When we are under stressful condition in daily life, we often feel emotional changes and physiological stress/emotional reaction such as a rapid heart rate, a pale skin, and an increase in body temperature known as emotional-hyperthermia or psychogenic fever. Our ultimate research goal is to elucidate brain mechanisms that process emotional changes. Emotional changes can be evaluated with verbal communication in human, but not in experimental animals. The physiological emotional reactions are observed in experimental animals such as mice, rats and rabbits. The pale skin is resulted from a decrease in blood flow to skin, and we have established technique to perform simultaneous measurement of skin blood flow, body and brown adipose tissue (BAT, major thermogenic tissue) and brain activity (electroencephalograph) in rats under free-moving condition. In our laboratory, we use resident-intruder stress test to cause emotional-hyperthermia and a pale skin in experimental animals, and measure physiological parameters including BAT temperature to evaluate emotional changes. We are currently investigating brain neural circuit underlying the link between stress and physiological changes, focusing on the orexin system and the serotonergic system. Recently we launched a new project targeting the habenula complex, which is a phylogenetically old brain region of the diencephalon.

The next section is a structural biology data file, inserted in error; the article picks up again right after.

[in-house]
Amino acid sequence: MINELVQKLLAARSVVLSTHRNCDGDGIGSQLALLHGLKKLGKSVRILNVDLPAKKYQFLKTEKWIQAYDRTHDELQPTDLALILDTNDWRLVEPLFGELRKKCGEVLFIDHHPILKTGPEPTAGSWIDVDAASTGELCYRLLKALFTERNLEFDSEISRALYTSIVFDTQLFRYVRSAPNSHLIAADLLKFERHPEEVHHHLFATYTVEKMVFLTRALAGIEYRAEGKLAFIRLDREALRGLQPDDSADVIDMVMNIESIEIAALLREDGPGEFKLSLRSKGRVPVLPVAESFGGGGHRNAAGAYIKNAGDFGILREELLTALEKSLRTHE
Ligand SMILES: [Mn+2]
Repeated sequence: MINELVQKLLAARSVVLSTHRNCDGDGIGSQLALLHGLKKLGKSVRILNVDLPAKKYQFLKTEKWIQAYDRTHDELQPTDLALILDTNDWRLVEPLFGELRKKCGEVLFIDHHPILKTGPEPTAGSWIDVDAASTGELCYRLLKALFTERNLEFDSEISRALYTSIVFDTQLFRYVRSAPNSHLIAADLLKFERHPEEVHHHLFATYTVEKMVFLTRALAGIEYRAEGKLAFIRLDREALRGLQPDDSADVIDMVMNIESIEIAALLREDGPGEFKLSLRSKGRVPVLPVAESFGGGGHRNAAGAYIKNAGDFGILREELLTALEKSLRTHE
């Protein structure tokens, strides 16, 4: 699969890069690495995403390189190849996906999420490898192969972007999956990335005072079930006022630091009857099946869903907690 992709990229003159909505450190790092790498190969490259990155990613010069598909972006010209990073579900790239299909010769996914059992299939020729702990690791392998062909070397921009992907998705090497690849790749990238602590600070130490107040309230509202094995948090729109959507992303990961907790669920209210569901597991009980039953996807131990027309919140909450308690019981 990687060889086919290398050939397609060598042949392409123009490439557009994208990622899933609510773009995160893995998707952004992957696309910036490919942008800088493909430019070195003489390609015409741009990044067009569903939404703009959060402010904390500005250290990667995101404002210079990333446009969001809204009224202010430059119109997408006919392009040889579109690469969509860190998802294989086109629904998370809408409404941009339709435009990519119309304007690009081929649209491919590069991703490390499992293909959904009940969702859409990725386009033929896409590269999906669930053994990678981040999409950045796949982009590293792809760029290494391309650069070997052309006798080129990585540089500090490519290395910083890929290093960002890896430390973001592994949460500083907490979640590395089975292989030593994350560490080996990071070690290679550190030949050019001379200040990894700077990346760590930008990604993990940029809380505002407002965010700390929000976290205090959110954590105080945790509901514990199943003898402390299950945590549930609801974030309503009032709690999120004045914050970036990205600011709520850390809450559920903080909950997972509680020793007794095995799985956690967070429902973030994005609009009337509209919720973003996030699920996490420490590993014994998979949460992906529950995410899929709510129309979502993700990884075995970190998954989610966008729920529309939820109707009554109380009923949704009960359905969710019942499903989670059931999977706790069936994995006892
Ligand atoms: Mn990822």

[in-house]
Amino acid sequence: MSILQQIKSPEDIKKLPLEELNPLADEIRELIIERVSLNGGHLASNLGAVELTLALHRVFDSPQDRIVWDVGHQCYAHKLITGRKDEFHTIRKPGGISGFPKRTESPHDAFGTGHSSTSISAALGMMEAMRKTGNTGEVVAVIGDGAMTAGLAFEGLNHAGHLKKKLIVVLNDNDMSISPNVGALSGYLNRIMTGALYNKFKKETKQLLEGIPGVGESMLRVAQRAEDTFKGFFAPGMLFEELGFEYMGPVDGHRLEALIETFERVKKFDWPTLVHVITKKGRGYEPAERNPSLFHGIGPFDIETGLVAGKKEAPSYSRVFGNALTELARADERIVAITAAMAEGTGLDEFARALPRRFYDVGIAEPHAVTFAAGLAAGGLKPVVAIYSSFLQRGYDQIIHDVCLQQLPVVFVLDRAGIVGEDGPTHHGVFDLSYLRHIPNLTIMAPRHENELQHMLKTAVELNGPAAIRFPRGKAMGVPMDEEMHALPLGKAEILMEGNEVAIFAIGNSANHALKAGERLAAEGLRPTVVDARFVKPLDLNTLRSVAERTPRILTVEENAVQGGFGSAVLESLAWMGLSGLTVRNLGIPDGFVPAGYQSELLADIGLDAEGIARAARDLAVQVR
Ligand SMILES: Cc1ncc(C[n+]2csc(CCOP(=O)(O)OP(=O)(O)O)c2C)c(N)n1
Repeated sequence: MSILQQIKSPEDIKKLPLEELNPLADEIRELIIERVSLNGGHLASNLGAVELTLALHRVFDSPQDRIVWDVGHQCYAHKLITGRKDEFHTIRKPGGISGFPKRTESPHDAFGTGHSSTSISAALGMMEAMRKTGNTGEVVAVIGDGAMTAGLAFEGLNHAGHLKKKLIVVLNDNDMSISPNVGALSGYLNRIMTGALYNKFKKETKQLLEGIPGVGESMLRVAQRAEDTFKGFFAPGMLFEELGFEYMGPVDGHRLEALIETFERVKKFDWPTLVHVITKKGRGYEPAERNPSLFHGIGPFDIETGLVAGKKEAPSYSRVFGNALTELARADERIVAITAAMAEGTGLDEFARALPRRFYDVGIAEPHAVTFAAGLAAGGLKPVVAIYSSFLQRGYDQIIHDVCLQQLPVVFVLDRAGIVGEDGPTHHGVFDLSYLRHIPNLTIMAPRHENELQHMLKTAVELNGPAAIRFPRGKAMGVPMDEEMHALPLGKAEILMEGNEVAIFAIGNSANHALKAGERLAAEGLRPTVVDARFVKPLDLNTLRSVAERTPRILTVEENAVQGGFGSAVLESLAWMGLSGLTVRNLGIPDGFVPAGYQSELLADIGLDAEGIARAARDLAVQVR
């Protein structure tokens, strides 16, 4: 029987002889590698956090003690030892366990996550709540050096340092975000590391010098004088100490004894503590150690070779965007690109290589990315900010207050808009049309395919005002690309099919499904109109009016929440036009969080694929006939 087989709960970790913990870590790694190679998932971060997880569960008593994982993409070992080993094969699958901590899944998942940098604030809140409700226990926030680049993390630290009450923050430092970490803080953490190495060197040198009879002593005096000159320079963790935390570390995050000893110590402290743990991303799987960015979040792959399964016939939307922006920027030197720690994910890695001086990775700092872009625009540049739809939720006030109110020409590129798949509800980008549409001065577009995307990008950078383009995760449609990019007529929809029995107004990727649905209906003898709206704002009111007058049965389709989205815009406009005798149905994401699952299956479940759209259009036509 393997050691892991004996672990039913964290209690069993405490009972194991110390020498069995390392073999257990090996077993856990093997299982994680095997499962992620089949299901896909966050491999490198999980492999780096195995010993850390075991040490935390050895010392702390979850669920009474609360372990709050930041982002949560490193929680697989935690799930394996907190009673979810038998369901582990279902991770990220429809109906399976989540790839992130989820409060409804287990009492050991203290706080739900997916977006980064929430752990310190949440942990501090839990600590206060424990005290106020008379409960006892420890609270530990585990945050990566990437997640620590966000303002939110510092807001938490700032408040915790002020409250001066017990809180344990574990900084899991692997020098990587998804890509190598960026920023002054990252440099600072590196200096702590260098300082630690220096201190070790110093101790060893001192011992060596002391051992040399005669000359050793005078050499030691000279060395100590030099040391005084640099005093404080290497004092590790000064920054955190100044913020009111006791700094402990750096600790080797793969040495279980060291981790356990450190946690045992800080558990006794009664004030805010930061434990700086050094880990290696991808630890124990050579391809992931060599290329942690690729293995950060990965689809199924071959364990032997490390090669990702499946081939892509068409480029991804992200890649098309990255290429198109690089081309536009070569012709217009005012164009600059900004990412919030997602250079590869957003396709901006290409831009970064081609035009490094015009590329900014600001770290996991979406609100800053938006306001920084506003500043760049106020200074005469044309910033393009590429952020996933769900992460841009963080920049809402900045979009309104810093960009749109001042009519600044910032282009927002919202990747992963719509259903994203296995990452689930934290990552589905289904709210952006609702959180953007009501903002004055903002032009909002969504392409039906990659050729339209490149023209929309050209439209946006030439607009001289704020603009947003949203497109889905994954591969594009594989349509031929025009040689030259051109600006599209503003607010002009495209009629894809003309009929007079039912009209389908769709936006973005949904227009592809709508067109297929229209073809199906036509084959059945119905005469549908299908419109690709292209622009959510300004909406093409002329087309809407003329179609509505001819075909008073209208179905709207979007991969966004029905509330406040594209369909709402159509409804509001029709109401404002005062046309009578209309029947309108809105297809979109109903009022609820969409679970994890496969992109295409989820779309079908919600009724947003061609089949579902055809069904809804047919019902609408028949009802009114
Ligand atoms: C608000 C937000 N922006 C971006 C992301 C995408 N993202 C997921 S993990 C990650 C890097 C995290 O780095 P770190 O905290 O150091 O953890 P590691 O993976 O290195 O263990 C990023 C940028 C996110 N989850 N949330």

Brain orexin and serotonergic systems are closely related to arousal and emotion that are strongly affected by a stressful event. In order to target these systems, we obtained several transgenic rats and mice from Prof Masashi Yanagisawa at the Southwestern Medical Center, University of Texas, and from Prof Akihiro Yamanaka at the Department of Neuroscience II, Nagoya University, Japan. We have setup the first breeding colony these rats and mice in Australia.
Our research takes modern genetic approach to incorporate optogenetics and pharmacogenetics including DREADDs (designer receptors exclusively activated by designer drugs) in-vivo study.